The American Athletic Conference published its fall sports schedule plan about 30 minutes before UCF Knights Athletics Director Danny White stepped to the podium for a press conference Wednesday afternoon
The conference’s plan in regards to football — eight conference games and as many as four non-conference games per team — didn’t contain any surprises. White comments, however, had a few.
Right off the top, White said he was “very optimistic” that the UCF-Georgia Tech game would be played in Atlanta. It is scheduled for Sept. 18.
“Very optimistic about the Georgia Tech game in particular,” White said. “I think the way that our fans travel, even in a lower-capacity situation, which we’re all probably looking at, we’re an attractive home game for them. I know our coaches, our student-athletes and our fans are really excited about that.”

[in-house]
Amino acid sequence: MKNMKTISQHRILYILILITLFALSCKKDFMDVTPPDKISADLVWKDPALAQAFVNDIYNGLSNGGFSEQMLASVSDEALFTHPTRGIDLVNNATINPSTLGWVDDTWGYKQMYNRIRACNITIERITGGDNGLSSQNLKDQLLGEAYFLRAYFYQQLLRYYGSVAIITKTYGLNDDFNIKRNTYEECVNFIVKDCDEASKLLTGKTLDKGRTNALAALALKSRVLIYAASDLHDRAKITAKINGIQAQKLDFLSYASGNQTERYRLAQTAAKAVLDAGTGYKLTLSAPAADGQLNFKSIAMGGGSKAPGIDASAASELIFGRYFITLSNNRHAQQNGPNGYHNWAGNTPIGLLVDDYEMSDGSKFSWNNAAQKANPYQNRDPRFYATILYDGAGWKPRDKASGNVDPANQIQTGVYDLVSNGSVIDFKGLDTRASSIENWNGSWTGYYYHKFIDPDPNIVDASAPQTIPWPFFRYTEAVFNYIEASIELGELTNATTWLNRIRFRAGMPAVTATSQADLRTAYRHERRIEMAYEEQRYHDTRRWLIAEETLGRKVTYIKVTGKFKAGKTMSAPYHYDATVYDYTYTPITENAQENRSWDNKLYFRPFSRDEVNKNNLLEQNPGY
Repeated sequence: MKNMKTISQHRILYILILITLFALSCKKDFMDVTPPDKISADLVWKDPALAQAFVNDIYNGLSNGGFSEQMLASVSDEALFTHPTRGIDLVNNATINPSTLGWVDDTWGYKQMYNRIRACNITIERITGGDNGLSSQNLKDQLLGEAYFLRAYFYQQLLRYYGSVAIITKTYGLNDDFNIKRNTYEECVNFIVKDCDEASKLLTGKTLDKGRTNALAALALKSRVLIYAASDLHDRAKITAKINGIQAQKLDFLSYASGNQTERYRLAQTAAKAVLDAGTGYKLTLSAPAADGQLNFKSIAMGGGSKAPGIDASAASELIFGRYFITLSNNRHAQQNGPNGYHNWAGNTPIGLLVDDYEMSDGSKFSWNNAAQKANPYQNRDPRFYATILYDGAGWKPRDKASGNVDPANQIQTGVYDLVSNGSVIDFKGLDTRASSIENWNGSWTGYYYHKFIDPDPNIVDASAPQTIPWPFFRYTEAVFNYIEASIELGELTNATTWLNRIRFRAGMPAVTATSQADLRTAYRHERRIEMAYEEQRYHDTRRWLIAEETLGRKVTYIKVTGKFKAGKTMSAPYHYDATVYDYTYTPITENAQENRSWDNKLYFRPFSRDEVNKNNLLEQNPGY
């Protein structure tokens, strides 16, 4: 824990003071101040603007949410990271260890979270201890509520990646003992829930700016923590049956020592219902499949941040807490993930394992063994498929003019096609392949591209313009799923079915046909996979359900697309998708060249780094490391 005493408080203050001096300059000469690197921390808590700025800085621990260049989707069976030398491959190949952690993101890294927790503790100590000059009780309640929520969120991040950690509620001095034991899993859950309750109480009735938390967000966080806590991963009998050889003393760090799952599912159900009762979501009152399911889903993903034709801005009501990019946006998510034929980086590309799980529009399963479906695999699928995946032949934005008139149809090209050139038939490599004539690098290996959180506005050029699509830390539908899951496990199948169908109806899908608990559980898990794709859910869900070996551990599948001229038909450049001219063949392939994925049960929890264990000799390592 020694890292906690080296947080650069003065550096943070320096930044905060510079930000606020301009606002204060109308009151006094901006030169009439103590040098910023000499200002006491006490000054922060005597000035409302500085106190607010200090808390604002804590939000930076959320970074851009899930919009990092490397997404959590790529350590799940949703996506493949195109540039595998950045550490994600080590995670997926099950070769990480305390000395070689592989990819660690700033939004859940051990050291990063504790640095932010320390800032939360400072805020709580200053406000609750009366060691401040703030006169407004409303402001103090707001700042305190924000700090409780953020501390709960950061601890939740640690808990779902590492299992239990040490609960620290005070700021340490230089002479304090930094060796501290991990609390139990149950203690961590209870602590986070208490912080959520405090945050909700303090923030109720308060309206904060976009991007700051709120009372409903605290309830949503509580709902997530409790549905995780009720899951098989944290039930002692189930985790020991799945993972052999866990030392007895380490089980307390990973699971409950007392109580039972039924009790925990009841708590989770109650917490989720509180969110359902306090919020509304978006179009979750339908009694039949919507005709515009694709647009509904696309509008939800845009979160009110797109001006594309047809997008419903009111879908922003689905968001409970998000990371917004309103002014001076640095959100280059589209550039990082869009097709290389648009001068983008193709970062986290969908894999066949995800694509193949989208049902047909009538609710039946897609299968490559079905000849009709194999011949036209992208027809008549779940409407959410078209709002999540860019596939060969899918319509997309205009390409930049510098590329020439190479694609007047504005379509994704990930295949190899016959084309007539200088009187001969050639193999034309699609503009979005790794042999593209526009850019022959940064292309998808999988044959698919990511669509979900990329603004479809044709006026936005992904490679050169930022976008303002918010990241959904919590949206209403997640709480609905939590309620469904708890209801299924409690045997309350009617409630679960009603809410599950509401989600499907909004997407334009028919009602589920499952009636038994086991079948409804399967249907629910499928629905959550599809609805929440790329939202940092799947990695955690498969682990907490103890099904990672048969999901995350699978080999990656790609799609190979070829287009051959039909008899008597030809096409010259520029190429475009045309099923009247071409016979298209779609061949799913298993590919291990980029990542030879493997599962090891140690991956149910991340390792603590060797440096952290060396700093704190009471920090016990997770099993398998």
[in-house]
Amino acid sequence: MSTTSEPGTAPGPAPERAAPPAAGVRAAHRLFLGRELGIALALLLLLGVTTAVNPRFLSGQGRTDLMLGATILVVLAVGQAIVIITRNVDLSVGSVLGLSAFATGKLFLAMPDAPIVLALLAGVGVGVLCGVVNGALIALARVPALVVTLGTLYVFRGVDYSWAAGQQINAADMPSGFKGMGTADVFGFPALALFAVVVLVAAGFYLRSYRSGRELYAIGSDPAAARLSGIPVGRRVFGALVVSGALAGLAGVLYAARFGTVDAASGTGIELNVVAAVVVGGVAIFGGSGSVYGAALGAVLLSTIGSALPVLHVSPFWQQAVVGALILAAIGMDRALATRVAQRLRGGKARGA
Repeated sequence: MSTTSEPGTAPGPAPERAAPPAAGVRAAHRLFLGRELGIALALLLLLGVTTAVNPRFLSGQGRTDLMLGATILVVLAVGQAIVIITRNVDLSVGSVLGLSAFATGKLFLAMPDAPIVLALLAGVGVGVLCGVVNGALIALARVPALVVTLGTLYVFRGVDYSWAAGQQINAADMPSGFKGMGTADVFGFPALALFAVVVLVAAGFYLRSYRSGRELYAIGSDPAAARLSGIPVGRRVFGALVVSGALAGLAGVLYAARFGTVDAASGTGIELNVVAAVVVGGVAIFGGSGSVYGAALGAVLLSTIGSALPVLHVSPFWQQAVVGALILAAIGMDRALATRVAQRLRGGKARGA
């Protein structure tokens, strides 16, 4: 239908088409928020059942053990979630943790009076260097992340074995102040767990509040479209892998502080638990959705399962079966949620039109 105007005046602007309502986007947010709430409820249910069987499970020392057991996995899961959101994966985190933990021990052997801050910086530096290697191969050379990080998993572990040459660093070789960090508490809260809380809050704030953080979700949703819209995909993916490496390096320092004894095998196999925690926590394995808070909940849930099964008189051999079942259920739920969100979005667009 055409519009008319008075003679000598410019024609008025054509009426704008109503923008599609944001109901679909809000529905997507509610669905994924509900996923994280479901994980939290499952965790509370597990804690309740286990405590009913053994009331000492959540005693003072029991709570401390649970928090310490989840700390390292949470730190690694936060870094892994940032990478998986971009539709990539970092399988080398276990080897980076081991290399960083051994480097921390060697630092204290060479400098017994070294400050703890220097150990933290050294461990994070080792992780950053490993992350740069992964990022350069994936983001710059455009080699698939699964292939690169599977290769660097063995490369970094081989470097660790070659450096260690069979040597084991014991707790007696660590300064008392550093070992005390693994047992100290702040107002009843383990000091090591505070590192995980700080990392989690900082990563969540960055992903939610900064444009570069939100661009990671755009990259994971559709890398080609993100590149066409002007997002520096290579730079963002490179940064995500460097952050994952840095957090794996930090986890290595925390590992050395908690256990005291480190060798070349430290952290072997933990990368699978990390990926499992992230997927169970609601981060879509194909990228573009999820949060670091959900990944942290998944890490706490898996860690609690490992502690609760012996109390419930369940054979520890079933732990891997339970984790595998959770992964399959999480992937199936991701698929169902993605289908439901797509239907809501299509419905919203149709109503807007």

The Atlantic Coast Conference’s schedule plan, which was released last week, calls for each of its 15 football programs to play just one non-conference game in their home state. The UCF-Georgia Tech game in Atlanta would satisfy that requirement, but as of Wednesday, White was still waiting for the ACC to cement each team’s 2020 slate.
“I expect that we’ll learn something pretty quick as they finalize their schedule,” White said.
White also didn’t rule out the Knights taking on the North Carolina Tar Heels, even though that game as scheduled — in Orlando on Sept. 4 — would violate the ACC’s in-state edict with non-conference opponents.
White was firm: If that game is played, it will take place in the Bounce House, not North Carolina.
“We’re not at a position to reduce our number of home games,” he said.
That number is seven. Or at least, that’s what White wants it to be. He is committed to it.
“We made a commitment to our fan base several years ago that we would try to have seven home games,” he said. “That’s also a big part of our student-athlete experience, to have seven home games.”
If you subtract that UNC game, which remains on UCF’s official online schedule despite the very long odds of it actually happening, the Knights currently have five home games: